For the Birds Radio Program: Extraterrestrials

Original Air Date: May 7, 2001 (estimated date)

Why search for intelligent life on other planets when we have so much right here on earth?

Duration: 4′20″


This year to celebrate Mother’s Day, I spent the night in Port Wing, Wisconsin, so I could go to sleep to and wake up to birds. I picked the right weekend. Standing out in the dark Saturday night listening for woodcock, I remembered nights when I was a little girl, looking up at all the stars in the sky with my big brother Jimmy. He once asked if l thought there was anyone out there, but I didn’t know. It always seemed so romantic to imagine life on other planets, until you watched a science fiction movie and saw the strange shapes and colors that movie people imagined extraterrestrials took. With all the possibilities, it struck me that virtually no science fiction writer ever conjured up other planets or galaxies with anything that looks like birds.

Now as an adult, I still gaze into the night sky and am filled with wonder at the stars. But I no longer imagine life out there–the stars fill me with wonder about the other intelligent beings right here on earth. Birds use those distant beacons to navigate thousands of miles on migration. Standing on my mother-in-law’s gravel driveway in Port Wing as darkness descended, I could hardly look up and wonder “if’ there was life out there when I could hear warblers making little seep notes far above me in the night sky, using celestial navigation to travel from the tropics to the north woods every spring. And if I hadn’t noticed them, the lovely wavering notes of a woodcock’s wings closer overhead were announcing “Look at me! Look at me!”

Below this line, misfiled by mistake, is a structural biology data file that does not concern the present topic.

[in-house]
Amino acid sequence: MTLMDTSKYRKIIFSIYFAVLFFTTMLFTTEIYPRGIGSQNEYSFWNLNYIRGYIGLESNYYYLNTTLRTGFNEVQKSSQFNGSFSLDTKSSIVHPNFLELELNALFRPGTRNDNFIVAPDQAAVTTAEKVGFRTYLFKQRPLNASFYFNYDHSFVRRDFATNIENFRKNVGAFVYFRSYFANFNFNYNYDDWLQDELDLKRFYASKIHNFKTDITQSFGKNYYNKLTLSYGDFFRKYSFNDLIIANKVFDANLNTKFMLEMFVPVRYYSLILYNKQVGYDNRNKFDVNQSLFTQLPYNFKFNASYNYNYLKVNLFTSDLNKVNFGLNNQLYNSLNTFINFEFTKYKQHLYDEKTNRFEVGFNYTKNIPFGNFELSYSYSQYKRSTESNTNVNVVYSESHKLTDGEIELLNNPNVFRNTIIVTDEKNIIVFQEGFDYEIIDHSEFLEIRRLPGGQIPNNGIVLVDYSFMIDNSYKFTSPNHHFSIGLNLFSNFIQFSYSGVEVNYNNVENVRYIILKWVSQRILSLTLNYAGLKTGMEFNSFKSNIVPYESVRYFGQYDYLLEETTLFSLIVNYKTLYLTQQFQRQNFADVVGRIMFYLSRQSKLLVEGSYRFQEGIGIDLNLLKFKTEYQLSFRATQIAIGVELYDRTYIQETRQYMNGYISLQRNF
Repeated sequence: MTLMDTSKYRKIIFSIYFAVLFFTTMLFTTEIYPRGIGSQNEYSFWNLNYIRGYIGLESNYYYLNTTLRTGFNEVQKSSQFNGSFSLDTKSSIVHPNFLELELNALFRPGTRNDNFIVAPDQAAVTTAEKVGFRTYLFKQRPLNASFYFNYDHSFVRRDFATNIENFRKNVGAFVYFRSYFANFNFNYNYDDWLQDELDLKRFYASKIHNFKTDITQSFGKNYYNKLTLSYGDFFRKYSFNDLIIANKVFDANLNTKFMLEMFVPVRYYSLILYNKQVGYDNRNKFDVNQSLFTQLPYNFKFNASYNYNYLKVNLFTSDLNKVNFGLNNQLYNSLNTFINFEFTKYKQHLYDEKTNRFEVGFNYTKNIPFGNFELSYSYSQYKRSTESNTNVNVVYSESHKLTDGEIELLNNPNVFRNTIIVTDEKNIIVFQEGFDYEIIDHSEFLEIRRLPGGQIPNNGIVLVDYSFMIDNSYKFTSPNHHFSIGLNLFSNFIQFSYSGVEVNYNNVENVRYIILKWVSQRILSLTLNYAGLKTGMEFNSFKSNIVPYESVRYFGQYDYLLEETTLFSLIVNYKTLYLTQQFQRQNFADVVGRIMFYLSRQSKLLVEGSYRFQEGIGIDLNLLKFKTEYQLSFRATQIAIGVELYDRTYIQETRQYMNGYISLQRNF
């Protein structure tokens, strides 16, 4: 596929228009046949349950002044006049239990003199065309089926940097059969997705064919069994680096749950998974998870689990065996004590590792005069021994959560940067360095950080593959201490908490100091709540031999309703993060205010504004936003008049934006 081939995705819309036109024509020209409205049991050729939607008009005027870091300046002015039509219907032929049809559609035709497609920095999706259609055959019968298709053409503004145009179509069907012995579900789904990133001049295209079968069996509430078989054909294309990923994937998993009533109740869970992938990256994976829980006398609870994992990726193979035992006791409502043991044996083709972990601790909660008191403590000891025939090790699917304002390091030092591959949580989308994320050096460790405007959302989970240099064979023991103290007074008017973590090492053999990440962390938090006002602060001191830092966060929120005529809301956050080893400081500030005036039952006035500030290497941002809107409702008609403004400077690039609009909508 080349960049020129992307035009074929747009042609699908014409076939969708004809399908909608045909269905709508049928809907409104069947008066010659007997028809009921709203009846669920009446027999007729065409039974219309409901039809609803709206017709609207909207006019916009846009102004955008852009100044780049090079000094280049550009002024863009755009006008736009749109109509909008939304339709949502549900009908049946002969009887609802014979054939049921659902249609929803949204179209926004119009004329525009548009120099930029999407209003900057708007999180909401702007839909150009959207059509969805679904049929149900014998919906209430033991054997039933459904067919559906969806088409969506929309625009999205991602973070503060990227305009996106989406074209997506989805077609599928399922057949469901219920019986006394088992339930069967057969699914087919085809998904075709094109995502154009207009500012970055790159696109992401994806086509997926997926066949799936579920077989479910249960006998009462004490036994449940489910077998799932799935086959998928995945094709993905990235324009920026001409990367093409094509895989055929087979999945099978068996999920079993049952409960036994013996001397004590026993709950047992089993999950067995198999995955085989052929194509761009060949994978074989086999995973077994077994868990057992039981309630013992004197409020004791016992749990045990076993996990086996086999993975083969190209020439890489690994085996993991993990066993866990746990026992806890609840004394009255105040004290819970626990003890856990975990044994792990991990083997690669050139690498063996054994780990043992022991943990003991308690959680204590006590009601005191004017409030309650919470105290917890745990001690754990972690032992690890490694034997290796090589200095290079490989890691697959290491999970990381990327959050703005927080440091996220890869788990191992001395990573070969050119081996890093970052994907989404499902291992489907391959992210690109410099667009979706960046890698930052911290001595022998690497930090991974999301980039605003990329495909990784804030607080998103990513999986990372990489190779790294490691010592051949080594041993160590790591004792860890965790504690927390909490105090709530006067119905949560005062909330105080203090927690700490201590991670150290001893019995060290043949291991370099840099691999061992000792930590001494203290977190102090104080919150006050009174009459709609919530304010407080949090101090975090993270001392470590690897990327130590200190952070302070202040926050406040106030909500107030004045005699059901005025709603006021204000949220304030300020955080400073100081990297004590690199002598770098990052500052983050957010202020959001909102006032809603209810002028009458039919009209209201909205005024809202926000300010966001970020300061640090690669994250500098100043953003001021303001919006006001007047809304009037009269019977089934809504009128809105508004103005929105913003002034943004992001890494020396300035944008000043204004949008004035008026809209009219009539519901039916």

First thing in the morning I walked to some of my favorite spots with my minidisk recorder and listened as a multitude of voices announced their existence to anyone who happened to be listening. A whole host of warblers had arrived on territory and were filling the world with song. A Ruffed Grouse drummed periodically, as did a Yellow-bellied Sapsucker. That’s the easiest woodpecker to recognize by the drum, because it’s the only one with a lousy sense of rhythm.

Jays and crows yelled out occasionally, and chickadees kept whistling their dear “hey sweetie!” tune. A few White-throated Sparrows called for Old Sam Peabody, but the bulk of their migration was still well south of here, so I didn’t hear many.

Dogs intuitively realize that there are plenty of interesting life forms here on earth, and my little Bichon Frise Photon was scrutinizing the forest like a NASA astronaut investigating a newly­ discovered planet. Birds of the northwoods aren’t familiar with Bichon Frises, so several came down to scold her, one chickadee coming within inches of her nose. Unfortunately, I wasn’t recording right then-it would have been fun capturing some genuine chickadee swear words, but I’m not sure the FCC would have allowed me to air them anyway.

Being out on a lovely morning at the height of spring migration made me happy to be right here on this planet. In his poem “Birches,” Robert Frost wrote, “Earth’s the right place for love. I don’t know where it’s likely to go better.” It’s also the planet where you can find Resplendent Quetzals, chickadees and Blue Jays, and a rainbow of warblers and hummingbirds. When you can show me an extraterrestrial as lovely as them, I’ll take an interest. But meanwhile, I’m focusing my attentions here on this planet. What hope is there that we could possibly reach an understanding with any extraterrestrial life on Jupiter or Mars before we master living in harmony with so many sentient beings right here on earth?